If you can do it on the PC, you can do it on the Steam Deck.

One major feature that Valve has been adamant to emphasize is that the Steam Deck is a PC. If you can do it on the PC, you can do it on the Steam Deck. This means - like any other PC - you can “bookmark” certain webpages for easy access, and revisit them on your Steam Deck. This, of course, includes the possibility of watching Netflix on it, but this is the one instance where the 720 resolution proves insubstantial. 

 

Valve Steam Deck | Credit: Valve Corporation

Valve Steam Deck | Credit: Valve Corporation

 

Key Specifications

Valve claims a 2 to 8-hour battery life, depending on how demanding the game you’re running is. Whether this will be enough is likely to vary from person to person. 

The Steam Deck has a 7” diagonal touchscreen, with a swipe and multi-touch display. While this might not sound like enough, it actually performs quite well and looks surprisingly crisp with the sub-HD resolution. In short, Valve seems to have done a good job balancing the performance with its design.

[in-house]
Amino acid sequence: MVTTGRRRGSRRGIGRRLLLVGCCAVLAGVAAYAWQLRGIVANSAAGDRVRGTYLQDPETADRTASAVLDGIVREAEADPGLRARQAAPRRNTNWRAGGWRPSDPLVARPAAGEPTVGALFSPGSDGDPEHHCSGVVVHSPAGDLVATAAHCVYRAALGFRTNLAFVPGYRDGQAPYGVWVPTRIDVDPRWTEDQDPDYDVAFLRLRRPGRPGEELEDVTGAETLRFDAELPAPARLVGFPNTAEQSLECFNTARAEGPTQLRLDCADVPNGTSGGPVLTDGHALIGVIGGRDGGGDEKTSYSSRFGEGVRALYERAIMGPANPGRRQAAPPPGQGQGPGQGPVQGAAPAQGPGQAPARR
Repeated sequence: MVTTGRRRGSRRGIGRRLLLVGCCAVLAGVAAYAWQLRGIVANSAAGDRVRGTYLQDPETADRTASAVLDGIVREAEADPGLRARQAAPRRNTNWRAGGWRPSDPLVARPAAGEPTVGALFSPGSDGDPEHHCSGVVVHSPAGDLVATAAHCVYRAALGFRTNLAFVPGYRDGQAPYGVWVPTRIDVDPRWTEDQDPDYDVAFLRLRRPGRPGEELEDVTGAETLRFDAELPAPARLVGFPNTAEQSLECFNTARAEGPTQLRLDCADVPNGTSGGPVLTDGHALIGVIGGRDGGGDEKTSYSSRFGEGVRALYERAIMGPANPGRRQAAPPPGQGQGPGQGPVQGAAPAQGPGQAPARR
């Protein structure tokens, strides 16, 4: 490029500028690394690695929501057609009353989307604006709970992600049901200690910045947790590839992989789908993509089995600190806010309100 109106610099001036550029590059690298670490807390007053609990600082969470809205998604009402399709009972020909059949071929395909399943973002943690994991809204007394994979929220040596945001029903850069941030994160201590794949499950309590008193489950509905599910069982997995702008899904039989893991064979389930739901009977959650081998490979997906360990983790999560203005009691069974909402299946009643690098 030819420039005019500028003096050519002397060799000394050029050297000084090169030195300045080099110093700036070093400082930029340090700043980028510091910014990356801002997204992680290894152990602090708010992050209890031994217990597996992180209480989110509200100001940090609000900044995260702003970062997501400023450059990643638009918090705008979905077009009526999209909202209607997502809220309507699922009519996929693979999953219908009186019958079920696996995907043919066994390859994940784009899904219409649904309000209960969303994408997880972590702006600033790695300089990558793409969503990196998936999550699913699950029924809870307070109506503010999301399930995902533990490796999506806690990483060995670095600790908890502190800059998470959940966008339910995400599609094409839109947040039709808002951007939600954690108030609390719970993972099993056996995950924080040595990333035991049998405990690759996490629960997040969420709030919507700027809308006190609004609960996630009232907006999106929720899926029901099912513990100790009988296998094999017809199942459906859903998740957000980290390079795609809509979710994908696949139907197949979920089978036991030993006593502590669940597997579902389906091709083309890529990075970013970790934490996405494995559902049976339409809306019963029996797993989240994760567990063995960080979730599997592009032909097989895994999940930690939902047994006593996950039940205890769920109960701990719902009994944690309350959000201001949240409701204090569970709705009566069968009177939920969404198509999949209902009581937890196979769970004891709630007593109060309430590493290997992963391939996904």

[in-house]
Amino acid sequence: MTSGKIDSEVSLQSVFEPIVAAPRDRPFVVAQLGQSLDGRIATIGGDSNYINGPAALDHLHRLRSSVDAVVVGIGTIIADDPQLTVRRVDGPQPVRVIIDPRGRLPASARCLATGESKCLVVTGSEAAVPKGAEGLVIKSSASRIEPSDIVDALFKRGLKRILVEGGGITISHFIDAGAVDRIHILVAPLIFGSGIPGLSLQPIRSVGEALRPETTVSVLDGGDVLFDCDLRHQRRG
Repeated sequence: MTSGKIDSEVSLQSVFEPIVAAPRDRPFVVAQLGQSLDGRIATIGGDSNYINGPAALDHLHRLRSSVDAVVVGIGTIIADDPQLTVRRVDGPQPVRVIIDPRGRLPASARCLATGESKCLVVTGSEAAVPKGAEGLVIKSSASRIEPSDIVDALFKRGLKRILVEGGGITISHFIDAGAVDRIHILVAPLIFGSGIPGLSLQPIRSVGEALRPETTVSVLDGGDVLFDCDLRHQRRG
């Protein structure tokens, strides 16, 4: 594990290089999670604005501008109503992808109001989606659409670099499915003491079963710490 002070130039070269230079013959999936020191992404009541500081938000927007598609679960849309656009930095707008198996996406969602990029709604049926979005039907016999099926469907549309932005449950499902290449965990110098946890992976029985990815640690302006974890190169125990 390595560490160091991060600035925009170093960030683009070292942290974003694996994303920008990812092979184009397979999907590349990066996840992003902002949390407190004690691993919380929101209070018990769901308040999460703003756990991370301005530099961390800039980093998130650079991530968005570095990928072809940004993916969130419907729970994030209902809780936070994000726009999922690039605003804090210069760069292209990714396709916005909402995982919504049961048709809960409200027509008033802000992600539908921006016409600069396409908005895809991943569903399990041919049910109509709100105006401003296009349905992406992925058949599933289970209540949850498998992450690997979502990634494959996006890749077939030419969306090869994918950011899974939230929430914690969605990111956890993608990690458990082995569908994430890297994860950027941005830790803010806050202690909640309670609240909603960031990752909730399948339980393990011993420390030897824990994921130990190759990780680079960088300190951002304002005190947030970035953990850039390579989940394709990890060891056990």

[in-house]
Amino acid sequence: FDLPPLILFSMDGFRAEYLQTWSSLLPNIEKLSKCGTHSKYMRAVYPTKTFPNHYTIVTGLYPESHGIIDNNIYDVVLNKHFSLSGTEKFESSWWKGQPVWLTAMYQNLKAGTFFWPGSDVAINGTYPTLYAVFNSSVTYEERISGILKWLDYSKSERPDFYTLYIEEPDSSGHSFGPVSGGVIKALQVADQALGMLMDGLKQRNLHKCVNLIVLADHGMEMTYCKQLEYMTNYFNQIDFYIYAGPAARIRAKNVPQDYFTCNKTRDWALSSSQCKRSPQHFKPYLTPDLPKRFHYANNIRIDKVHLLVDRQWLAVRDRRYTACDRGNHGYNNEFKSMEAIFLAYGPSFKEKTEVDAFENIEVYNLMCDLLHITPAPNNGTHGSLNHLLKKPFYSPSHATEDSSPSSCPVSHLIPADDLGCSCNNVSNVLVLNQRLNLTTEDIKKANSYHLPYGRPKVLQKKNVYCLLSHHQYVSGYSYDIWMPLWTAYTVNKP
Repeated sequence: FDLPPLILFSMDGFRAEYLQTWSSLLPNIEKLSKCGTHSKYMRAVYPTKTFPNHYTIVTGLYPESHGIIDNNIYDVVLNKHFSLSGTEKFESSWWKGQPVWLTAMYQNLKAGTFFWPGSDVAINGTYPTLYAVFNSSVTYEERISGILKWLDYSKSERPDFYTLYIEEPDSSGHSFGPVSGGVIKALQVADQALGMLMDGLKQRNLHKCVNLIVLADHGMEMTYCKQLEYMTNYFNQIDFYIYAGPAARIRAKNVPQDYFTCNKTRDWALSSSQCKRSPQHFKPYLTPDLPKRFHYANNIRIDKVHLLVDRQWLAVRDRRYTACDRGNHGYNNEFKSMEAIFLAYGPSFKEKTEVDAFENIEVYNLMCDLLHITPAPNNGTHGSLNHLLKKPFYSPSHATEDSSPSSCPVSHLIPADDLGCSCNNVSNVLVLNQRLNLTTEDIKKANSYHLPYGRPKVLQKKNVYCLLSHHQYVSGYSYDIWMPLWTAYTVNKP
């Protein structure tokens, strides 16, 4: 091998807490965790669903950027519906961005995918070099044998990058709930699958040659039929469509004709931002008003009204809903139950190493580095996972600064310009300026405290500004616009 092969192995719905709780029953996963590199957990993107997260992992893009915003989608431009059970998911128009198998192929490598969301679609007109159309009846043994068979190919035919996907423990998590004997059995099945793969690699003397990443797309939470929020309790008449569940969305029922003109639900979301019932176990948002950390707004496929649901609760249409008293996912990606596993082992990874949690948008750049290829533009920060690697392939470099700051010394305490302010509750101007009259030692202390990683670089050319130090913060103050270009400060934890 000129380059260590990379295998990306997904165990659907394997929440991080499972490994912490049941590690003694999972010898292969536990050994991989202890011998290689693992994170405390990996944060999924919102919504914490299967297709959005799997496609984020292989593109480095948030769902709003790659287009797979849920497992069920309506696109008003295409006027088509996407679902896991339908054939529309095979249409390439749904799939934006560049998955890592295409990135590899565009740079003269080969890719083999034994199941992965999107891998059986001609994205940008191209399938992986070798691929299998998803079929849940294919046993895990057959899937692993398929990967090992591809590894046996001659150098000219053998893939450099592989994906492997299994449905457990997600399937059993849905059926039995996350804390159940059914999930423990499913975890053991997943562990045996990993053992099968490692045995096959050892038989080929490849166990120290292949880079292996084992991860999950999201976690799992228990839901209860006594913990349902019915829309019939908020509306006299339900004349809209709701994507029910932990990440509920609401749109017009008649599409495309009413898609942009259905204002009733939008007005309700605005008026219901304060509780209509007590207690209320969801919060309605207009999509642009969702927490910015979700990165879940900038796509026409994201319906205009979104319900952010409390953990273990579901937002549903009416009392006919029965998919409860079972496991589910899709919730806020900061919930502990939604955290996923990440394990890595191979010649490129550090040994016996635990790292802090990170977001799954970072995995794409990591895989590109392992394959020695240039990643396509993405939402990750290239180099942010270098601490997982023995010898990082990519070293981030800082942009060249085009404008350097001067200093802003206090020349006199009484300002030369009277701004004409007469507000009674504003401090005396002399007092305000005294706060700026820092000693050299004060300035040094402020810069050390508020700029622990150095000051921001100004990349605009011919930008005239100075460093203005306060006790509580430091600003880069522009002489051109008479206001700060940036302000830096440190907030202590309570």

Valve claims a 2 to 8-hour battery life...

The processor is an AMD APU, with the CPU being Zend 2 4c/8t, 2.4-3.5Ghz (with up to 448 Gflops FP32), and the GPU being 8 RDNA 2 Cus, 1.0-1.6GHz (and up to 1.6 Tflops FP32). Lastly, the APU power is 4.-15W. 

The RAM is 16 GB LPDDR5 onboard RAM (5500 MT/s quad 32-bit channels).

 

Valve Steam Deck | Credit: Valve Corporation

Valve Steam Deck | Credit: Valve Corporation

 

There are three options when it comes to storage, each at a different price.

  • 64 GB eMMC (with one Gen 2 PCIe)
  • 356 GB NVMe SSD (with four Gen 3 PCle)
  • 512 GB with high-speed NVMe SSD (with four Gen 3 PCle)

All models use socketed 2230 m.2 modules, which aren’t intended to be replaced by users, and all models also include a high-speed microSD card slot. Simply put, the first option with only 64 GB isn’t going to be enough for most gamers. Even with the MicroSD slot, only 64 GB isn’t very future-proof, meaning the second or third option is your best bet when it comes to storage.